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CIE A-Level Maths Study Notes

5.5.4 Understanding Type I and Type II Errors

In Mathematics, especially in the topic of Hypothesis Tests, a deep understanding of Type I and Type II errors is crucial. These concepts are not just mathematical abstractions but have real-world implications, affecting how we interpret data and make decisions based on statistical analysis.

Understanding Hypothesis Testing Errors:

Hypothesis testing helps determine if sample data reflects a population condition. However, errors can lead to wrong conclusions.

Type I Error (False Positive):

  • What is it? Rejecting a true null hypothesis.
  • Example: Declaring a new drug effective when it's not.
  • Statistical Significance (α\alpha): The chance of a Type I error, typically set at 0.05, 0.01, or 0.10.
  • Choosing (α\alpha): Depends on the stakes of making a Type I error; lower (\alpha) for higher stakes.

Type II Error (False Negative):

  • What is it? Accepting a false null hypothesis.
  • Example: Missing the effectiveness of a good drug.
  • Represented by (β\beta): The probability of a Type II error.
  • Power of a Test: The likelihood of correctly rejecting a false null hypothesis 1(β)1 - (\beta). Increase power by enlarging sample size, adjusting α\alpha, or improving design.

Balancing Errors:

  • The Challenge: Lowering one error type raises the other.
  • Risk Management: The balance between Type I and II errors depends on their consequences. Choose based on what's at stake.

Example Problem: Quality Control Hypothesis Test


A machine is supposed to make screws of a specific diameter. Quality control tests if it does correctly.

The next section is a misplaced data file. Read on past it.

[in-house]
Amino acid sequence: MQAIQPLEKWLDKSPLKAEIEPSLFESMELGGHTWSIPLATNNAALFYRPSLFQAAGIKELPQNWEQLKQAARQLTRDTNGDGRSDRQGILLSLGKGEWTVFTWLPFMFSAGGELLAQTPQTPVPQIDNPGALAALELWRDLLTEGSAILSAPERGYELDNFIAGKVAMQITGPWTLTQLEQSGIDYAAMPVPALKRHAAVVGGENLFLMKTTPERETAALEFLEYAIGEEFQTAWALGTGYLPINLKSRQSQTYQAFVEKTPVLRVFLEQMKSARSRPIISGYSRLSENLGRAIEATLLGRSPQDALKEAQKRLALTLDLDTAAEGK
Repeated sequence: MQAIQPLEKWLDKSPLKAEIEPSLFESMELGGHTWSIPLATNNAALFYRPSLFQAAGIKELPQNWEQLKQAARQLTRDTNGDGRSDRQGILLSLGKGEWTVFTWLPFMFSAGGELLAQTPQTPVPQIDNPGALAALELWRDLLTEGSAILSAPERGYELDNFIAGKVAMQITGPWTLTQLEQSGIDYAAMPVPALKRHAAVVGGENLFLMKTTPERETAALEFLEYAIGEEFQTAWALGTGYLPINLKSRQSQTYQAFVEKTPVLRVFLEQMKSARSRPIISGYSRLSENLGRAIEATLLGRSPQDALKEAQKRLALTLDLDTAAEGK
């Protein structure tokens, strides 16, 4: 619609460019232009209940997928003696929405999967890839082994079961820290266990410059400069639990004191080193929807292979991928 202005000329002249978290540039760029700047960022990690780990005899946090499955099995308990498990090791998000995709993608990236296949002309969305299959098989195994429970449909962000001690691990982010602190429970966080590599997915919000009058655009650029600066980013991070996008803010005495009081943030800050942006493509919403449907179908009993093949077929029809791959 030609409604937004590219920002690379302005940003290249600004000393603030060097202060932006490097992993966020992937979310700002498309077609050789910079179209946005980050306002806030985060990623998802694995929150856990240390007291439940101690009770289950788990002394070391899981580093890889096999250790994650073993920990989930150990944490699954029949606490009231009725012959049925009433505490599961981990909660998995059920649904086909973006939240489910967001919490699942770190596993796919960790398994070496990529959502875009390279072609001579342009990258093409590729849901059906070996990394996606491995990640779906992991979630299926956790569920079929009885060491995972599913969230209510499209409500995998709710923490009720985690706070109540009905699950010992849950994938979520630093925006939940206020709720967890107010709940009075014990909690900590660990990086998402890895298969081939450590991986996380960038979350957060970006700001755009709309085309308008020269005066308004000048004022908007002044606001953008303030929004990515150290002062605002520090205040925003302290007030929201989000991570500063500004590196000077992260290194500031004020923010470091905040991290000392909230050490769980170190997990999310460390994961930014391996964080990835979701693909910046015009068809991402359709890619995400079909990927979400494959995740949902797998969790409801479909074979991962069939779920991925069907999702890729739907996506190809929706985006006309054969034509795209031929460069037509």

• Null Hypothesis (H0)(H_0): Mean diameter is as specified.
  • Alternative Hypothesis (H1)(H_1): Mean diameter differs.
  • Significance Level (α)(\alpha) = 0.05
  • Sample Size (n)(n) = 30


  • Assume sample mean (xˉ)(\bar{x}) = 8.02 mm, population mean ((\mu)) = 8 mm, standard deviation (α)(\alpha) = 0.2 mm.
  • Standard Error (SE): SE=σnSE = \frac{\sigma}{\sqrt{n}}
  • Z-Score: Z=xˉμSEZ = \frac{\bar{x} - \mu}{SE}
  • Decision: If |Z| > Z_{\alpha/2}, reject H0H_0.


Given xˉ=8.02\bar{x} = 8.02 mm, μ=8\mu = 8 mm, σ=0.2\sigma = 0.2 mm, and n=30n = 30:

SE = 0.230\frac{0.2}{\sqrt{30}}

Z = 8.028SE\frac{8.02 - 8}{SE}

Critical Z-Value = 1.96 (for α=0.05\alpha = 0.05)

Since the calculated Z is less than 1.96, we do not reject H0H_0. There's insufficient evidence to say the machine is incorrect.

Quality Control Hypothesis Test Graph
Dr Rahil Sachak-Patwa avatar
Written by: Dr Rahil Sachak-Patwa
Oxford University - PhD Mathematics

Rahil spent ten years working as private tutor, teaching students for GCSEs, A-Levels, and university admissions. During his PhD he published papers on modelling infectious disease epidemics and was a tutor to undergraduate and masters students for mathematics courses.

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